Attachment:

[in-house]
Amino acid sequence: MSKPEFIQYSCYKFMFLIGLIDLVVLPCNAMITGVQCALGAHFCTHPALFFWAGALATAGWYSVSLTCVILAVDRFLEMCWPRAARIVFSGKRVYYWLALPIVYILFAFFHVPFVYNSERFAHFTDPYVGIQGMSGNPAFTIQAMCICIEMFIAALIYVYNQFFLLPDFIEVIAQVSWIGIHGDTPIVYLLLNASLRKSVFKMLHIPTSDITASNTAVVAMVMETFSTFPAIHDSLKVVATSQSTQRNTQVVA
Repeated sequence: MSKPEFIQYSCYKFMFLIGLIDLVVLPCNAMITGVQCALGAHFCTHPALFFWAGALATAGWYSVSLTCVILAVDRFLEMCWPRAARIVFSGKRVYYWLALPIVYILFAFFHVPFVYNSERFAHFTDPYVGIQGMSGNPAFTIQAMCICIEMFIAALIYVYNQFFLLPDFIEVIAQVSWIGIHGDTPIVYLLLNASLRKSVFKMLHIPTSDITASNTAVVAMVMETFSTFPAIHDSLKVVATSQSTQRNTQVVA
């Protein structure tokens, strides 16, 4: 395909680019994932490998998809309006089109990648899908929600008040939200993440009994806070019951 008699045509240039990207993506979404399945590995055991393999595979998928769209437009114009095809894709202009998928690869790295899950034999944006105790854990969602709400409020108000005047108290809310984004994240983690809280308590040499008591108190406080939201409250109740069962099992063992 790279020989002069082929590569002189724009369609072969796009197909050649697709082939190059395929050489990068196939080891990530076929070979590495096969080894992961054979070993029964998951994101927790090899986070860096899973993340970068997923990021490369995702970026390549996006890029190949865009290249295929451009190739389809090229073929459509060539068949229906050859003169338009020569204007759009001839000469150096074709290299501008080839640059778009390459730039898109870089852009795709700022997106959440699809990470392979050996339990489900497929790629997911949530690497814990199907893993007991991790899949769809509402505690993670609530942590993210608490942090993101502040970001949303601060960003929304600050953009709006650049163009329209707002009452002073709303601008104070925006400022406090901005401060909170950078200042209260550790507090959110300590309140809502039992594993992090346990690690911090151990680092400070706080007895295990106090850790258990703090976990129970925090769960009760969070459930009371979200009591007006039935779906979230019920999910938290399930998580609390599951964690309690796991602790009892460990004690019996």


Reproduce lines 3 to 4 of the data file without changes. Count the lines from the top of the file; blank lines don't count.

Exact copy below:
Repeated sequence: MSKPEFIQYSCYKFMFLIGLIDLVVLPCNAMITGVQCALGAHFCTHPALFFWAGALATAGWYSVSLTCVILAVDRFLEMCWPRAARIVFSGKRVYYWLALPIVYILFAFFHVPFVYNSERFAHFTDPYVGIQGMSGNPAFTIQAMCICIEMFIAALIYVYNQFFLLPDFIEVIAQVSWIGIHGDTPIVYLLLNASLRKSVFKMLHIPTSDITASNTAVVAMVMETFSTFPAIHDSLKVVATSQSTQRNTQVVA
């Protein structure tokens, strides 16, 4: 395909680019994932490998998809309006089109990648899908929600008040939200993440009994806070019951 008699045509240039990207993506979404399945590995055991393999595979998928769209437009114009095809894709202009998928690869790295899950034999944006105790854990969602709400409020108000005047108290809310984004994240983690809280308590040499008591108190406080939201409250109740069962099992063992 790279020989002069082929590569002189724009369609072969796009197909050649697709082939190059395929050489990068196939080891990530076929070979590495096969080894992961054979070993029964998951994101927790090899986070860096899973993340970068997923990021490369995702970026390549996006890029190949865009290249295929451009190739389809090229073929459509060539068949229906050859003169338009020569204007759009001839000469150096074709290299501008080839640059778009390459730039898109870089852009795709700022997106959440699809990470392979050996339990489900497929790629997911949530690497814990199907893993007991991790899949769809509402505690993670609530942590993210608490942090993101502040970001949303601060960003929304600050953009709006650049163009329209707002009452002073709303601008104070925006400022406090901005401060909170950078200042209260550790507090959110300590309140809502039992594993992090346990690690911090151990680092400070706080007895295990106090850790258990703090976990129970925090769960009760969070459930009371979200009591007006039935779906979230019920999910938290399930998580609390599951964690309690796991602790009892460990004690019996």